Comments can be added to query scripts for documentation purposes. MonetDB/SQL supports two forms of comments.
Any text beginning with '--' and up to the end of line is ignored. Furthermore, C-style comments ( /* this is ignored */ ) can be injected in a SQL query where a language token is expected.
A language token can be a keyword, identifier, a literal constant or a special character. Tokens should be separated by 'white space' (tab, space, newlines) unless there juxtaposition does not create an ambiguous interpretation. Comments are considered equivalent to white spaces.
SQL comes with a large collection of keywords, i.e. names reserved by the SQL committee to designate language constructs. Keywords in MonetDB/SQL are case sensitive only when quoted. Otherwise, the normal behavior of MonetDB is to map unquoted names to lower case.
select TEST from table1 will be transformed to
select test from table1.
If you want to refer to column TEST (uppercase) you should double quote it
select "TEST" from table1.
Users can overrule the interpretation of an identifier as a keyword by encapsulation with double quotes, e.g. select denotes a keyword, while "select" denotes a user defined name. This scheme also permits inclusion of case sensitive names and names with special characters or white space in the names. This may be useful for reporting purposes where you want user friendly column header information. However, it is general advisable to limit the number of the escaped keywords.
MonetDB/SQL has following restictions on identifier names:
Identifier names are used to designate database objects. In that role, they are by default case in-sensitive unless encapsulated by double quotes. The terminal identifier classes distinguished are denoted with the suffix _name.
Numeric constants follow the convention of most programming languages. A numeric constant that contains neither a decimal point or exponential is considered of type integer. The underlying machine determines whether it will be interpreted as a 32- or 64-bit value, although most likely it will be that latter case these days.
String constants in SQL are embraced with single quotes like: 'string data'. If your data contains single quote's, each single quote need to be doubled, so 'a single '' quote in a string' represents string: a single ' quote in a string.
We support Unicode character string literals using: U&'...' including UESCAPE. For the string literals, you can have U&'... '...' '...' UESCAPE '...' where the escape must be as single character and the other '...' strings are also Unicode character string literals. For now, these latter strings also undergo C-style backslash interpretation.
We support PostgreSQL-like E'...' strings (from Apr2019). The strings can contain C-style backslash escapes.
We support raw strings (from Jun2020) by using R'...' or r'...'. This means that C-style backslash escapes will remain uninterpreted within those strings. For instance SELECT r'\t' returns a char string of length 2 where SELECT e'\t'; returns a char string of length 1.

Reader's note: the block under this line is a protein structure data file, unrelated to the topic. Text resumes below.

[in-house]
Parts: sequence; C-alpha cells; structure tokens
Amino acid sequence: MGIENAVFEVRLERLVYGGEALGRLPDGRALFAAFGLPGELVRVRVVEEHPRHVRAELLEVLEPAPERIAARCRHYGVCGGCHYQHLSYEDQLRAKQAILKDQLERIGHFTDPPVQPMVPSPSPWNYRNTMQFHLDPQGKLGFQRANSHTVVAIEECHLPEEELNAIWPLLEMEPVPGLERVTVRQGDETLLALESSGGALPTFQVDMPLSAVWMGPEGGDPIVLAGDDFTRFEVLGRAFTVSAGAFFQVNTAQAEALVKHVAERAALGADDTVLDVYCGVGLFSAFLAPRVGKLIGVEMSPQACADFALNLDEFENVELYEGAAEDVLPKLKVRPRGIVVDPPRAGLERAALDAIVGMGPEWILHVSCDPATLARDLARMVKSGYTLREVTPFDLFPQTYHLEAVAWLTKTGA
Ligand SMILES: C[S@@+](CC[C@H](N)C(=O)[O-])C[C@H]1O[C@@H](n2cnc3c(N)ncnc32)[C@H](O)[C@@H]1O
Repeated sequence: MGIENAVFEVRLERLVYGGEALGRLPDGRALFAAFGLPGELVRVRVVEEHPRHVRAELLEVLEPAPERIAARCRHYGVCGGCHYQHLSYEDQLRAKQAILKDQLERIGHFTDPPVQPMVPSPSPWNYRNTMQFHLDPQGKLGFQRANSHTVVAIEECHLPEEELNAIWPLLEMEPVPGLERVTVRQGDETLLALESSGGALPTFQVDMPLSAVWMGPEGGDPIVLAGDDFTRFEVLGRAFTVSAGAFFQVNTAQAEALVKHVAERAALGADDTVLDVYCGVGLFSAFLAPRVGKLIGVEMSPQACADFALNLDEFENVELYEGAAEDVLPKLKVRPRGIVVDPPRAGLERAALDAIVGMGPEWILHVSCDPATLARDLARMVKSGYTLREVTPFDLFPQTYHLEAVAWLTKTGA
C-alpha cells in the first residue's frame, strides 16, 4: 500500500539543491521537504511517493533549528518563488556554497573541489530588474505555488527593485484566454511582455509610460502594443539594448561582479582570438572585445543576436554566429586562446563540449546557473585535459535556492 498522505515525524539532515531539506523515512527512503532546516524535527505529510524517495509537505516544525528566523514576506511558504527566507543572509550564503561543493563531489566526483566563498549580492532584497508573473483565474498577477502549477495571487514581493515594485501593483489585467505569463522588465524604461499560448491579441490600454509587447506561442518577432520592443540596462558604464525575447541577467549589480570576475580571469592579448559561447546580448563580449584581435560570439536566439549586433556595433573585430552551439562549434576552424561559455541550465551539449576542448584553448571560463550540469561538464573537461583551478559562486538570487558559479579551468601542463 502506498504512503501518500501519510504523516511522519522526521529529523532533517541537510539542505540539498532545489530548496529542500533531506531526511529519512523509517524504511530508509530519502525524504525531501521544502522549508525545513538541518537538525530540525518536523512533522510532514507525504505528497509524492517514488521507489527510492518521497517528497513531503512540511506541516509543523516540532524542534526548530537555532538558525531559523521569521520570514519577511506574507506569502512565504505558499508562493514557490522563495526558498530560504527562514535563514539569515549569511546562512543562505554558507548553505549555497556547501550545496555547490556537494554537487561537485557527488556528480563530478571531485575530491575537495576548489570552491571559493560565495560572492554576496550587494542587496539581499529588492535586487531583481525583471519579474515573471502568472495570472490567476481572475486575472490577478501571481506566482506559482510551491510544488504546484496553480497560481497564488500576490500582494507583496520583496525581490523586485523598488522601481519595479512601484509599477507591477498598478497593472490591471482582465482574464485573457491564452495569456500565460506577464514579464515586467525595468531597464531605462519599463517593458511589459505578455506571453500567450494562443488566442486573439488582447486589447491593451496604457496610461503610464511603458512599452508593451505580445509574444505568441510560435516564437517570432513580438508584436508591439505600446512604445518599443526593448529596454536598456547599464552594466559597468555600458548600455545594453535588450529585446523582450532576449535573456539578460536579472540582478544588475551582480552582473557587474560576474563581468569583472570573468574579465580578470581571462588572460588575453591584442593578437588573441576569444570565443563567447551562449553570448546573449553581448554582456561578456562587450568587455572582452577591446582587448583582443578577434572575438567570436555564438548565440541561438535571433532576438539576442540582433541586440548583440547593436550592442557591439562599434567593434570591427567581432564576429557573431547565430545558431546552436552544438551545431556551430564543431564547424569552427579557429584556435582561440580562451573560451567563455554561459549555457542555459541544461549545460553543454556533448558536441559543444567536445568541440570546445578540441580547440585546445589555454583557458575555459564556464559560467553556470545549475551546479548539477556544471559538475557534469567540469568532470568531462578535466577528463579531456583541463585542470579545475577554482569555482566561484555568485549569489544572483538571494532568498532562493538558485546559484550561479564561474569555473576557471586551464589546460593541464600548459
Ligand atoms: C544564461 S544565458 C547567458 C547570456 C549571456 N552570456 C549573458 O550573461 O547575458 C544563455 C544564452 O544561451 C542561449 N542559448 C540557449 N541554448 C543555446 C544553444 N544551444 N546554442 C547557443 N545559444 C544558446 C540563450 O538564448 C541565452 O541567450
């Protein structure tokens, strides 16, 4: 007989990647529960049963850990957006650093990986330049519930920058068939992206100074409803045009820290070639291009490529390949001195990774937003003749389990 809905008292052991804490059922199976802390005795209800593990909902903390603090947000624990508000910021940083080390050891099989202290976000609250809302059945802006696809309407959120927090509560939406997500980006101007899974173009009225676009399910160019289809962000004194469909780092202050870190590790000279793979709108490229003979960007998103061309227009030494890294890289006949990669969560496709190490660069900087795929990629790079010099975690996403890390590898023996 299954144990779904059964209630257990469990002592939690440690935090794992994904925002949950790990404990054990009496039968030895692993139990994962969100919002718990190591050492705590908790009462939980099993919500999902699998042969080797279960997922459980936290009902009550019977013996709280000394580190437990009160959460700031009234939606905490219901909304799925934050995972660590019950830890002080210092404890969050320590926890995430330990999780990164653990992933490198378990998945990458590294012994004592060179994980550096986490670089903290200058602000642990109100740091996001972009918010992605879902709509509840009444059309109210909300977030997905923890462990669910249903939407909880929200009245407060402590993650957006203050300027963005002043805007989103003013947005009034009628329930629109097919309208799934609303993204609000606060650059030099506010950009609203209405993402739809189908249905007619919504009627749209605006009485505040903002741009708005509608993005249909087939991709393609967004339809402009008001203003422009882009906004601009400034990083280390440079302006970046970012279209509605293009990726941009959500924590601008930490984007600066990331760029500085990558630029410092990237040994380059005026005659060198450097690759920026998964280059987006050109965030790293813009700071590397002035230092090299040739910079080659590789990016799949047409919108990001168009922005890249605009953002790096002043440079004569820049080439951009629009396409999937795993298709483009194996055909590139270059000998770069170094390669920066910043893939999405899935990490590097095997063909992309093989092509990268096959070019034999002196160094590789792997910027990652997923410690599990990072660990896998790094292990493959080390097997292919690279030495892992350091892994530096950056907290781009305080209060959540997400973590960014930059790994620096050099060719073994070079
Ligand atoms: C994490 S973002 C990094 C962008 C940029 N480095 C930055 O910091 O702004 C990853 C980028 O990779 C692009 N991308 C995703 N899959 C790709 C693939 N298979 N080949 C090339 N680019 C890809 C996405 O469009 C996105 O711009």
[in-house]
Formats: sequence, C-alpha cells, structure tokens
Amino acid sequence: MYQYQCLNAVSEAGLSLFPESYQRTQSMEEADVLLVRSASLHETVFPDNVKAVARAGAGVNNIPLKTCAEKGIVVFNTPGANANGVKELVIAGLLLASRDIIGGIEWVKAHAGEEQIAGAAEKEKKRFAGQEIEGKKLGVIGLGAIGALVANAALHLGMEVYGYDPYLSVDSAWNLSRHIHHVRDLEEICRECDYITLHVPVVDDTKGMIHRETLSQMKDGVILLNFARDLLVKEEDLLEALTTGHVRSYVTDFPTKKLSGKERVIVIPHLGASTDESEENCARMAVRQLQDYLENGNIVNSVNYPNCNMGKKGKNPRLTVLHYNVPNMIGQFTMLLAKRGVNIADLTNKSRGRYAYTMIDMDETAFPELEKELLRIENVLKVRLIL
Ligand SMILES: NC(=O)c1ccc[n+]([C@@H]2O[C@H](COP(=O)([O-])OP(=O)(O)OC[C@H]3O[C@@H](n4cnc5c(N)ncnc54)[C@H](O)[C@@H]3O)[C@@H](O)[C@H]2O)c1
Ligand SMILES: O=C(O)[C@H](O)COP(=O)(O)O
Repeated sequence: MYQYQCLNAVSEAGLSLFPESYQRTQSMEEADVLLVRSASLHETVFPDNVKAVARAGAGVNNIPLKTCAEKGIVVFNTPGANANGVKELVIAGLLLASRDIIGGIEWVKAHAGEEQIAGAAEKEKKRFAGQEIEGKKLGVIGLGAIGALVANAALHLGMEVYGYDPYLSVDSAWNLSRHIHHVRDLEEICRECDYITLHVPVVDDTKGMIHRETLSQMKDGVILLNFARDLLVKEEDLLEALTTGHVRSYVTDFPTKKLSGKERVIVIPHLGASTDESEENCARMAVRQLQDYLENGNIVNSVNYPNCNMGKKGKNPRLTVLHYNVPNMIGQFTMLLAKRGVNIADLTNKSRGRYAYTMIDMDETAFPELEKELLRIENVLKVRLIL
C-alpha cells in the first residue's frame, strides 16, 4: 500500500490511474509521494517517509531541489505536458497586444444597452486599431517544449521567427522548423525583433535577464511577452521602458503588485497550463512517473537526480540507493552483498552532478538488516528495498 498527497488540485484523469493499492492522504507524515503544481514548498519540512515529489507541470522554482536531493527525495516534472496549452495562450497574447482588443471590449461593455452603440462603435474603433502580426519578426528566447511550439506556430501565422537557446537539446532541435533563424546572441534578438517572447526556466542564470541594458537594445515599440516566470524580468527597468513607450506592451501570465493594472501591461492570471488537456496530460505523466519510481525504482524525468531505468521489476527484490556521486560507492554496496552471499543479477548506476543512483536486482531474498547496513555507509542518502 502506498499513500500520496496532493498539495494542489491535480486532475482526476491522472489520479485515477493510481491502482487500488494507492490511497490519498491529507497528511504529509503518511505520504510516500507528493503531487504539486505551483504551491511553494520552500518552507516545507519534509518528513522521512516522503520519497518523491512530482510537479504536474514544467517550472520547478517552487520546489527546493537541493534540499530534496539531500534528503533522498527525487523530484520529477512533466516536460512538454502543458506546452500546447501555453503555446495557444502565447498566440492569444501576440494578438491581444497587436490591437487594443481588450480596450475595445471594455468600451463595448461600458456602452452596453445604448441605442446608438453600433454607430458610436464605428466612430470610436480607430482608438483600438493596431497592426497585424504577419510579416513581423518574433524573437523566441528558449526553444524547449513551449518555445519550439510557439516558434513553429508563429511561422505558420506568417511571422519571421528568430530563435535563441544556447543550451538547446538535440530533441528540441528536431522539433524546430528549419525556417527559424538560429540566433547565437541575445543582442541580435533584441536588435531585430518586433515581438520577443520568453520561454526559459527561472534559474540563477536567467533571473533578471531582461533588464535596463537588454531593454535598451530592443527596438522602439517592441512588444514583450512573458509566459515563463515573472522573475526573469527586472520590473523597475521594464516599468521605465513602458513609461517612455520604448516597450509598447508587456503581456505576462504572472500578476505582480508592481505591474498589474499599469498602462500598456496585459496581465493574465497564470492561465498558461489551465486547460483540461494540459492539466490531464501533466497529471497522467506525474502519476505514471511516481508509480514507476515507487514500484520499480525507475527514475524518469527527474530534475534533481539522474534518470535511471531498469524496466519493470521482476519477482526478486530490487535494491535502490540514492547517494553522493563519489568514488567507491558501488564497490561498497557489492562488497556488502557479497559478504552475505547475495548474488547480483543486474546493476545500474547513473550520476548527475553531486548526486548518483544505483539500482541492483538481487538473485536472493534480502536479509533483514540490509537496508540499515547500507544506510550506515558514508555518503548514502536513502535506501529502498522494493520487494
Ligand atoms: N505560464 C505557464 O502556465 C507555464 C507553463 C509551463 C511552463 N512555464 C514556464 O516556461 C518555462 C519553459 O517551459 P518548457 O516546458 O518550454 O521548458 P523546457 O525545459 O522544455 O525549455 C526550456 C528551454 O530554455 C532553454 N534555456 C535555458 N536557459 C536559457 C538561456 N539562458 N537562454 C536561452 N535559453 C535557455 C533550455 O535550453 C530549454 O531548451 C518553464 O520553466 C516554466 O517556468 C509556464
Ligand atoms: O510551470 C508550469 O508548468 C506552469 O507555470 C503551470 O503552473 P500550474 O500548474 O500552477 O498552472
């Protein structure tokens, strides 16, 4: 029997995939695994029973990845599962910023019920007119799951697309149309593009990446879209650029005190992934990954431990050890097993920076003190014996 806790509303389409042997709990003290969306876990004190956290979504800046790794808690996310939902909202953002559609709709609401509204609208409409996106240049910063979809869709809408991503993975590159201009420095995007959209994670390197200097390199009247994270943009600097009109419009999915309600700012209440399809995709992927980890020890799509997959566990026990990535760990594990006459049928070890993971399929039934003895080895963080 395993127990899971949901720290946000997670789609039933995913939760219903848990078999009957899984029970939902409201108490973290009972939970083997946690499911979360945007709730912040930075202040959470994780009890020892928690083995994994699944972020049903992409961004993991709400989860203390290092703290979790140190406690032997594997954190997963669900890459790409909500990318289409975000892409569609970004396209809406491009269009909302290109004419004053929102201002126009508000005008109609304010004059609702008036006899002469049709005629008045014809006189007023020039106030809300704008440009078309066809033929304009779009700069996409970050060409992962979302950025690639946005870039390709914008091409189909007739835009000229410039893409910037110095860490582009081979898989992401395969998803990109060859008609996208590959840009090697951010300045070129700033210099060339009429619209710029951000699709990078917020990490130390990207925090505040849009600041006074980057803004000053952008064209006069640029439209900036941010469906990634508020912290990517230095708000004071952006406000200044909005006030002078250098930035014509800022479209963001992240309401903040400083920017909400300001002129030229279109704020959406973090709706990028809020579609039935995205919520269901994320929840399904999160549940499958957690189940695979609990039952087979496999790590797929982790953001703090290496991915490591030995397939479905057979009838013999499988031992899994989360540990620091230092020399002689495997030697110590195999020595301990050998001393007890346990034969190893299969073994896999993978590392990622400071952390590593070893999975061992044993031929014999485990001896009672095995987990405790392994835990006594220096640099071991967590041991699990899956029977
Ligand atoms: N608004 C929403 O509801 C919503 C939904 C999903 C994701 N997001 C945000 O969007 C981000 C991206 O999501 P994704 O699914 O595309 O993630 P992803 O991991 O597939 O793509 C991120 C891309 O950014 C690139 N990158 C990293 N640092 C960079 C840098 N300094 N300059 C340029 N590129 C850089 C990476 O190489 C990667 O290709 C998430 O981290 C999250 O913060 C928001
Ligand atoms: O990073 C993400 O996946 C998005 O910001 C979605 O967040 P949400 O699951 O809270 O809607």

Binary data can be represented in hexadecimal string notation using 2 hexadecimal characters per byte, for example x'10FF' to represent 2 byte values: 16 and 255. This notation can be used with the blob (binary large object) data type.)
Often strings can be cast to other types using the CAST( expr AS type ) expression, provided the typed coercion routine is available. The following example illustrates conversion of a digits string value into an integer, a decimal and a double precision floating point number.
SELECT CAST( '129' AS integer ); SELECT CAST( '129.42' AS decimal ); SELECT CAST( '0.3' AS double );
The DATE, TIME and TIMESTAMP data types come with a straightforward string literal conversion structure, e.g.:
SELECT DATE '2014-02-03', TIME '15:45:56', TIMESTAMP '2014-02-03 15:45:56';
produces a single properly typed row result. It is equivalent to:
SELECT CAST('2014-02-03' AS DATE), CAST ('15:45:56' AS TIME), CAST ('2014-02-03 15:45:56' AS TIMESTAMP);
String literals (currently both the '...' and E'...' styles) may contain the C-style
escape sequences for special characters such as:
\n for new line,
\t for horizontal tab,
\r for carriage return,
\f for form feed,
\' for single quotation mark, and
\\ for the backslash character.
\ddd where d is a digit stands for a character code number denoted in octal.
\xhh where h is a hexadecimal digit stands for a character code number denoted in hex.
\uhhhh where h is a hexadecimal digit stands for a unicode code point denoted in hex.
Most operators in SQL have the same precedence and are left-associative. Parenthesis can be used to disambiguate the precedence order. The operator definitions can not be overloaded, nor can you define new operators.
|.||left||table/column name separator|
|* / %||left||multiplication, division, modulo|
|+ -||left||unary addition, subtraction|
|IS, IS TRUE, IS FALSE, IS UNKNOWN|
|IS NULL, IS NOT NULL||test for (not) null|
|LIKE, ILIKE||string pattern matching|
|< >||less than, greater than|
|^||left||logical exclusive disjunction|
The language is built around value- and table- expressions. Value expressions encompass denotation of literal constants, type casts, column references, operator and function invocation, and scalar returning subqueries.
The column references take the form [correlation_name '.'] column_name. The correlation_name is either a table name or an alias introduced in a from clause. The correlation name may be omitted if the column name uniquely identifies a column within the scope of current query.
The table references take the form [schema_name '.'] table_or_view_name [AS alias_name]. Table expressions produce a relational table. It is internally referenced through a correlation name, which supports attribute selection using the '.' denotation.